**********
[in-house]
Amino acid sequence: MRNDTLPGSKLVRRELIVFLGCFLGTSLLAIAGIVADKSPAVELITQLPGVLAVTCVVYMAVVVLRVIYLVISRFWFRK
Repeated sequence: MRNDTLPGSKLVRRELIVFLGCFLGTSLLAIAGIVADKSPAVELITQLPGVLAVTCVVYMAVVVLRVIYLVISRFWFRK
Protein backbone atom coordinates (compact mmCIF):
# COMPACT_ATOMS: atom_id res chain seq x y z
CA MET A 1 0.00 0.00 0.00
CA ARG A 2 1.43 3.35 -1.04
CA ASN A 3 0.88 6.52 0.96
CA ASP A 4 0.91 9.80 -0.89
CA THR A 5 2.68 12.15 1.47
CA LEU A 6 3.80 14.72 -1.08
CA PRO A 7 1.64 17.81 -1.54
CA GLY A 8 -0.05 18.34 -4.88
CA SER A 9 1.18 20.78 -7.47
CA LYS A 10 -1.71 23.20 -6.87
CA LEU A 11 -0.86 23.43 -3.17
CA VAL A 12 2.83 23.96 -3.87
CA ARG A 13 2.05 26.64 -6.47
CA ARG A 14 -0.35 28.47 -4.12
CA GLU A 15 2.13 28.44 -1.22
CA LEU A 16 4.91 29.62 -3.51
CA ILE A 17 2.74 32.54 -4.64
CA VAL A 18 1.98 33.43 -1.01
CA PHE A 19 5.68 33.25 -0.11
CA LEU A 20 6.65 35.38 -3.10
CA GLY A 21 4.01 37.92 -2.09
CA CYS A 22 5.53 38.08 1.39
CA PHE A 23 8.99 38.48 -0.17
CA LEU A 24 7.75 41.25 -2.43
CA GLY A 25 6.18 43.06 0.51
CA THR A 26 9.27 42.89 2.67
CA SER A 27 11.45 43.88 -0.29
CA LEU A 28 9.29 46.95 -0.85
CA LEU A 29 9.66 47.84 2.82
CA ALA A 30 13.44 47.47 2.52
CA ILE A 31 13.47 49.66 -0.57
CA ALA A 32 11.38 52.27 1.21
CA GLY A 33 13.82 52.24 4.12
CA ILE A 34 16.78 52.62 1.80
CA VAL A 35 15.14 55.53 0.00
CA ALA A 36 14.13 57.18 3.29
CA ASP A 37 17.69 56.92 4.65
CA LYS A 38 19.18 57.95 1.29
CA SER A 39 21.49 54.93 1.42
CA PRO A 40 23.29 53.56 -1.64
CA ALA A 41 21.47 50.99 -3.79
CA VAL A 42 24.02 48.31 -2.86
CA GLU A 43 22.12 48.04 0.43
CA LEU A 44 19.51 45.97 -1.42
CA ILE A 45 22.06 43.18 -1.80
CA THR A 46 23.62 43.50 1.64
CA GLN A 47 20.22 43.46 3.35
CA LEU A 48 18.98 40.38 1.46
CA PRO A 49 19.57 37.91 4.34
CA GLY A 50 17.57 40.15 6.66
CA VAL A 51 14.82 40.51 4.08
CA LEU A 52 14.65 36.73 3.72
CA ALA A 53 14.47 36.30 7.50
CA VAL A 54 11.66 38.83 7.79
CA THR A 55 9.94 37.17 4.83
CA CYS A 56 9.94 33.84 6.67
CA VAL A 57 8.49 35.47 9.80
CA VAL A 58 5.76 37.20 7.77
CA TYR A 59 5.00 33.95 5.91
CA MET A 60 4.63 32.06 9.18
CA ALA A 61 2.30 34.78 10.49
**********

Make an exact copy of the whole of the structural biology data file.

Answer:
[in-house]
Amino acid sequence: MRNDTLPGSKLVRRELIVFLGCFLGTSLLAIAGIVADKSPAVELITQLPGVLAVTCVVYMAVVVLRVIYLVISRFWFRK
Repeated sequence: MRNDTLPGSKLVRRELIVFLGCFLGTSLLAIAGIVADKSPAVELITQLPGVLAVTCVVYMAVVVLRVIYLVISRFWFRK
Protein backbone atom coordinates (compact mmCIF):
# COMPACT_ATOMS: atom_id res chain seq x y z
CA MET A 1 0.00 0.00 0.00
CA ARG A 2 1.43 3.35 -1.04
CA ASN A 3 0.88 6.52 0.96
CA ASP A 4 0.91 9.80 -0.89
CA THR A 5 2.68 12.15 1.47
CA LEU A 6 3.80 14.72 -1.08
CA PRO A 7 1.64 17.81 -1.54
CA GLY A 8 -0.05 18.34 -4.88
CA SER A 9 1.18 20.78 -7.47
CA LYS A 10 -1.71 23.20 -6.87
CA LEU A 11 -0.86 23.43 -3.17
CA VAL A 12 2.83 23.96 -3.87
CA ARG A 13 2.05 26.64 -6.47
CA ARG A 14 -0.35 28.47 -4.12
CA GLU A 15 2.13 28.44 -1.22
CA LEU A 16 4.91 29.62 -3.51
CA ILE A 17 2.74 32.54 -4.64
CA VAL A 18 1.98 33.43 -1.01
CA PHE A 19 5.68 33.25 -0.11
CA LEU A 20 6.65 35.38 -3.10
CA GLY A 21 4.01 37.92 -2.09
CA CYS A 22 5.53 38.08 1.39
CA PHE A 23 8.99 38.48 -0.17
CA LEU A 24 7.75 41.25 -2.43
CA GLY A 25 6.18 43.06 0.51
CA THR A 26 9.27 42.89 2.67
CA SER A 27 11.45 43.88 -0.29
CA LEU A 28 9.29 46.95 -0.85
CA LEU A 29 9.66 47.84 2.82
CA ALA A 30 13.44 47.47 2.52
CA ILE A 31 13.47 49.66 -0.57
CA ALA A 32 11.38 52.27 1.21
CA GLY A 33 13.82 52.24 4.12
CA ILE A 34 16.78 52.62 1.80
CA VAL A 35 15.14 55.53 0.00
CA ALA A 36 14.13 57.18 3.29
CA ASP A 37 17.69 56.92 4.65
CA LYS A 38 19.18 57.95 1.29
CA SER A 39 21.49 54.93 1.42
CA PRO A 40 23.29 53.56 -1.64
CA ALA A 41 21.47 50.99 -3.79
CA VAL A 42 24.02 48.31 -2.86
CA GLU A 43 22.12 48.04 0.43
CA LEU A 44 19.51 45.97 -1.42
CA ILE A 45 22.06 43.18 -1.80
CA THR A 46 23.62 43.50 1.64
CA GLN A 47 20.22 43.46 3.35
CA LEU A 48 18.98 40.38 1.46
CA PRO A 49 19.57 37.91 4.34
CA GLY A 50 17.57 40.15 6.66
CA VAL A 51 14.82 40.51 4.08
CA LEU A 52 14.65 36.73 3.72
CA ALA A 53 14.47 36.30 7.50
CA VAL A 54 11.66 38.83 7.79
CA THR A 55 9.94 37.17 4.83
CA CYS A 56 9.94 33.84 6.67
CA VAL A 57 8.49 35.47 9.80
CA VAL A 58 5.76 37.20 7.77
CA TYR A 59 5.00 33.95 5.91
CA MET A 60 4.63 32.06 9.18
CA ALA A 61 2.30 34.78 10.49